From the Back Cover:
At once naturalistic epic, captivity narrative, road novel, and transcendental gospel, Steinbeck’s The Grapes of Wrath is perhaps the most American of American classics. Although it follows the movement of thousands of men and women and the transformation of an entire nation during the Dust Bowl migration of the 1930s, The Grapes of Wrath is also the story of one Oklahoma farm family, the Joads, who are driven off their homestead and forced to travel west to the promised land of California. From their trials and their repeated collisions against the hard realities of this new America, Steinbeck creates a drama that is intensely human yet majestic in its scale and moral vision, tragic but ultimately stirring in its insistence on human dignity.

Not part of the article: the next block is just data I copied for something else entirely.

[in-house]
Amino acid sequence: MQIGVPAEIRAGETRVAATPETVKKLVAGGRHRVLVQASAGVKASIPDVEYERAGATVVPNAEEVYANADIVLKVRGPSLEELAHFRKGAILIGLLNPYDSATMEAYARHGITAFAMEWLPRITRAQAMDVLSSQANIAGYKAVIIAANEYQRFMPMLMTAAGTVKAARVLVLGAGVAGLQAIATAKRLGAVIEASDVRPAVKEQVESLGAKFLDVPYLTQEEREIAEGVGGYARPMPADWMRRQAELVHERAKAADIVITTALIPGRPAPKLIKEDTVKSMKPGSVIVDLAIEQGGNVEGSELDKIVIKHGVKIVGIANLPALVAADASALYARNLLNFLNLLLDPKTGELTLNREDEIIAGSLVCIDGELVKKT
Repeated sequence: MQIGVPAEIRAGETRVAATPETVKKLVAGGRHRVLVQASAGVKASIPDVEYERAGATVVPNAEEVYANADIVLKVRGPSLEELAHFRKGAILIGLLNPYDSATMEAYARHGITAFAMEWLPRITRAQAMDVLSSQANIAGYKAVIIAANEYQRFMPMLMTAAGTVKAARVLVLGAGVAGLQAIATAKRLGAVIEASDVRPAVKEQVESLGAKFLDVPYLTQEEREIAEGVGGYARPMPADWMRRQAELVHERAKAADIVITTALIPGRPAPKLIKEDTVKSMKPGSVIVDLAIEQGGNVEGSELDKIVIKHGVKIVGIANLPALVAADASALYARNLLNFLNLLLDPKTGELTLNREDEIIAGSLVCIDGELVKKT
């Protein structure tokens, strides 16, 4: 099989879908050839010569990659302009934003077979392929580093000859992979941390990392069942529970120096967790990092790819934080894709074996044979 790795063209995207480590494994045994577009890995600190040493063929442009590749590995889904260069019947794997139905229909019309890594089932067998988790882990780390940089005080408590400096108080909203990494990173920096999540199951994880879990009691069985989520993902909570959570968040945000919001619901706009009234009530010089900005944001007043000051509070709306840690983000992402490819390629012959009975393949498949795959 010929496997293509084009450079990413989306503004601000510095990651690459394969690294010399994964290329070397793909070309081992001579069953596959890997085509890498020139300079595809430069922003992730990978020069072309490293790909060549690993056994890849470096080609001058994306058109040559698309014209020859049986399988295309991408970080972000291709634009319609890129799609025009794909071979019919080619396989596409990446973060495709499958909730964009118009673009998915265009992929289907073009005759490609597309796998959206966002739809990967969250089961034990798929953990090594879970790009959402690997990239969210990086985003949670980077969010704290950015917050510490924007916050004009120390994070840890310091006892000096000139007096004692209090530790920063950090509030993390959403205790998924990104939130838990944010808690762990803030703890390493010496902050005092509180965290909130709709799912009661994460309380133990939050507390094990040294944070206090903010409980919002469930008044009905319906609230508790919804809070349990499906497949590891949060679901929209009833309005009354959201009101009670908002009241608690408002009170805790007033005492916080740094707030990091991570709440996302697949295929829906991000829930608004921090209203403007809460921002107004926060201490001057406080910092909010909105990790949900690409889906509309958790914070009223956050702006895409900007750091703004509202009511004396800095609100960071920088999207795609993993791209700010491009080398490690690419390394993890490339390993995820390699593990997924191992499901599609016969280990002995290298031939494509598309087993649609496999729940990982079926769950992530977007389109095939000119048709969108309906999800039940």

It’s difficult to know exactly where to begin with a book like The Grapes of Wrath. I remember first reading it for pleasure in the 7th grade, a time in which I was probably just old enough to begin to understand the more subtle, complex ramifications of the book, but not quite old enough to maintain a decent grasp on them. I borrowed the book from my grandmother’s bookshelf at her recommendation, after she had told me a few stories of her own life growing up in West Texas through the Great Depression and World War 2. Many of those stories are just bits and pieces now, and if anything, rereading The Grapes of Wrath now makes me want to hear them again, and ask better questions this time around. Continue reading